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Public stores should not be able to violate inalienable rights

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Dr. Naomi Hunter

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Interesting response after this first statement:

"The constitution governs the behavior of the government of the United States. The end. You can freely kick someone off your property for having an opinion or a gun, if you don't like either. The laws merely state that congress cannot pass a law limiting Free Speech or the Right to Bear Arms. But any private entity, including an individual or business, can make their own rules for their own property, ask you to leave for not following said rules, and have you arrested for trespassing if you refuse to leave.

I absolutely agree, people seem to think that the Bill of Rights makes them invincible. It only regards the creation of laws, nothing else."

Actually, it's not the end. This is the general rule, but it is much more complicated than that. There are four doctrines which allow a private party to be deemed a state actor, namely the public function test, the state compulsion test, the nexus test, and in the case of prejudgment attachments, a joint action test. See e.g. Lugar v. Edmondson Oil Co., 457 U.S. 922, 939 (1982).

Pursuant to the Public Function test, an individual effectively becomes a state actor if the State delegated to him or her a power “traditionally exclusively reserved to the State.” Flagg Bros., Inc. v. Brooks, 436 U.S. 149, 157 (1978), Terry v. Adams, 345 U.S. 461, 469-70 (1953). Such powers traditionally exclusively reserved to the State include conducting an election, Adams, 345 U.S. at 469-70 (1953), serving as trustee of park traditionally operated by municipality, Evans v. Newton, 382 U.S. 296, 301-302 (1966), operating a company-town, Marsh v. Alabama, 326 U.S. 501 (1946), and educating maladjusted high school students, Rendell-Baker v. Kohn, 457 U.S. 830, 842 (1982).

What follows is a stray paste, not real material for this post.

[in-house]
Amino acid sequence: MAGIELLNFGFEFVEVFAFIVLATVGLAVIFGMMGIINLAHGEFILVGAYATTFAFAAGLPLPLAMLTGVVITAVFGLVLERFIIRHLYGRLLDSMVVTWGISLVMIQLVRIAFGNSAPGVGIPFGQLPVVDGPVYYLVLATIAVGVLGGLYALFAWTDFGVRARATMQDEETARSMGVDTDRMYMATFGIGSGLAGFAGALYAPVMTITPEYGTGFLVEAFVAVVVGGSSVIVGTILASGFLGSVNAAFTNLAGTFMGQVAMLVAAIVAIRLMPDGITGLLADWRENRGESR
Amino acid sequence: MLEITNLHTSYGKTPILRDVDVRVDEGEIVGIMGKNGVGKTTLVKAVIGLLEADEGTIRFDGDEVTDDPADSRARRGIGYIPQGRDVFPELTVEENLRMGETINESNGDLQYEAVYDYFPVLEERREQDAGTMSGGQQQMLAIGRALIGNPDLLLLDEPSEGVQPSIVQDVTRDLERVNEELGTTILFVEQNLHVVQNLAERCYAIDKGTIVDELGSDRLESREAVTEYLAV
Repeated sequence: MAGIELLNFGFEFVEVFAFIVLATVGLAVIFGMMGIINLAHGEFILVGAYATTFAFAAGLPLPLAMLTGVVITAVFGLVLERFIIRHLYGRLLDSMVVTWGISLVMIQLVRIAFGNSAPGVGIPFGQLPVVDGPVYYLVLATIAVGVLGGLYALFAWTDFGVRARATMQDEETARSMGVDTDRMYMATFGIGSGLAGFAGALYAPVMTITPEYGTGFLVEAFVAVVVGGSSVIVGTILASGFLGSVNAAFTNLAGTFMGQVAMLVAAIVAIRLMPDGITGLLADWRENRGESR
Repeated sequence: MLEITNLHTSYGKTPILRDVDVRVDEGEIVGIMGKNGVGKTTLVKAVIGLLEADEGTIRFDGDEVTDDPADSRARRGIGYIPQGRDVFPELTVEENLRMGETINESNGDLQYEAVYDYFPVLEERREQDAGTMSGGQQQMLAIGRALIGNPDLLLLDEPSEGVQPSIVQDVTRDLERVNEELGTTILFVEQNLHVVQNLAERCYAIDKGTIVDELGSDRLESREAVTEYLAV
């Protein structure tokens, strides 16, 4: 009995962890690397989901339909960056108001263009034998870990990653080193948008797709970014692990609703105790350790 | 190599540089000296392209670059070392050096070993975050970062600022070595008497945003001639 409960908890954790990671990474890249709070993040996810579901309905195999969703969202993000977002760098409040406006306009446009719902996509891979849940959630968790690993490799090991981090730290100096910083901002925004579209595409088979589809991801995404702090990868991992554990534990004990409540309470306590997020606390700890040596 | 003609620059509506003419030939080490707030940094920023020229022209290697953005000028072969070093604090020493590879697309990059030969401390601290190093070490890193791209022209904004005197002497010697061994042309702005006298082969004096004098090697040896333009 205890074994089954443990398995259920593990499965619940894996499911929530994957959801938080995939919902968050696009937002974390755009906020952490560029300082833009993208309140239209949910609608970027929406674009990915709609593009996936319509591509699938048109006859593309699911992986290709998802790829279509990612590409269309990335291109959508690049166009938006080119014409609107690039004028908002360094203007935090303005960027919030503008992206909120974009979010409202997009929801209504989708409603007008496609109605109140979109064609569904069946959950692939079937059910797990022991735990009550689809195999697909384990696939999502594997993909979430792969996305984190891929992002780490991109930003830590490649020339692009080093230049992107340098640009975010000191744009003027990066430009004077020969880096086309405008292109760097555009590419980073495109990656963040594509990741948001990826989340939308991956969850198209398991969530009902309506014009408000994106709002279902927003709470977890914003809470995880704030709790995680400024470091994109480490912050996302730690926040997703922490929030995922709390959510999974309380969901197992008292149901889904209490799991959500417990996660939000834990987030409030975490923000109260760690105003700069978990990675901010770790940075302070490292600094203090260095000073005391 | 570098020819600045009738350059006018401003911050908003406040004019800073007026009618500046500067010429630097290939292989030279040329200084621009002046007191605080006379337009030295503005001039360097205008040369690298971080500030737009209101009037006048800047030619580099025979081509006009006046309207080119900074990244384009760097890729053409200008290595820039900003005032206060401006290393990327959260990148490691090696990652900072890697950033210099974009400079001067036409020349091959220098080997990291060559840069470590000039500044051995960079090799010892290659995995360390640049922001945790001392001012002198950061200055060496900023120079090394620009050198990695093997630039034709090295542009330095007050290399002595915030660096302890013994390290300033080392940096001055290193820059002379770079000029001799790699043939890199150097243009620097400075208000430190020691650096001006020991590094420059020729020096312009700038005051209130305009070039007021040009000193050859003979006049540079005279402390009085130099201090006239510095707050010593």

Pursuant to the State Compulsion test, an individual effectively becomes a state actor if the State has exercised coercive power or has provided such significant encouragement, either overt or covert, that the choice must in law be deemed to be that of the State. Blum v. Yaretsky, 457 U.S. 991, 1004 (1982), Adickes v. S.H. Kress and Company, 398 U.S. 144, 169-170 (1970). “Mere approval of or acquiescence in the initiatives of a private party is not sufficient to justify holding the State responsible for those initiatives under the terms of the Fourteenth Amendment.” Blum, 457 U.S. at 1004-1005.

Lastly, pursuant to the Symbiotic Relationship or Nexus test, an individual effectively becomes a state actor if the State and the individual are intertwined in a symbiotic relationship that makes them so significantly involved with one another as to treat the individual’s actions as that of the State. Jackson v. Metro. Edison Co., 419 U.S. 345, 351 (1974). The proper focus under this test is on the connection between the State and the action, not the connection between the State and the actor. Blum v. Yaretsky, 457 U.S. 991, 1004 (1982).

Ultimately, these determinations are made on a case-by-case basis, but if an otherwise private party satisfies any one of these tests, then they will be deemed a state in which case they could violate someone's constitutional rights regardless of whether they are on private property.

It's not about private property versus public property. It's about who is effectuating the constitutional deprivation and whether that person is a state actor.

Also, there are some laws which hold private persons accountable for the deprivation of constitutional rights. For example, 42 USC § 1985 allows for liability if two or more people conspire to deprive a person of a constitutional right. This statute was one of several enacted by the federal government to put an end to the Jim Crow Era.

Hope this helps."

Re: Public stores should not be able to violate inalienable rights
« Reply #1 on: May 13, 2020, 12:46:29 am »


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It might be private property . . .
BUT its with Public Access

That changes things . . .

Last Edit by Gladstone
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The problem is the virus called the Illuminati.


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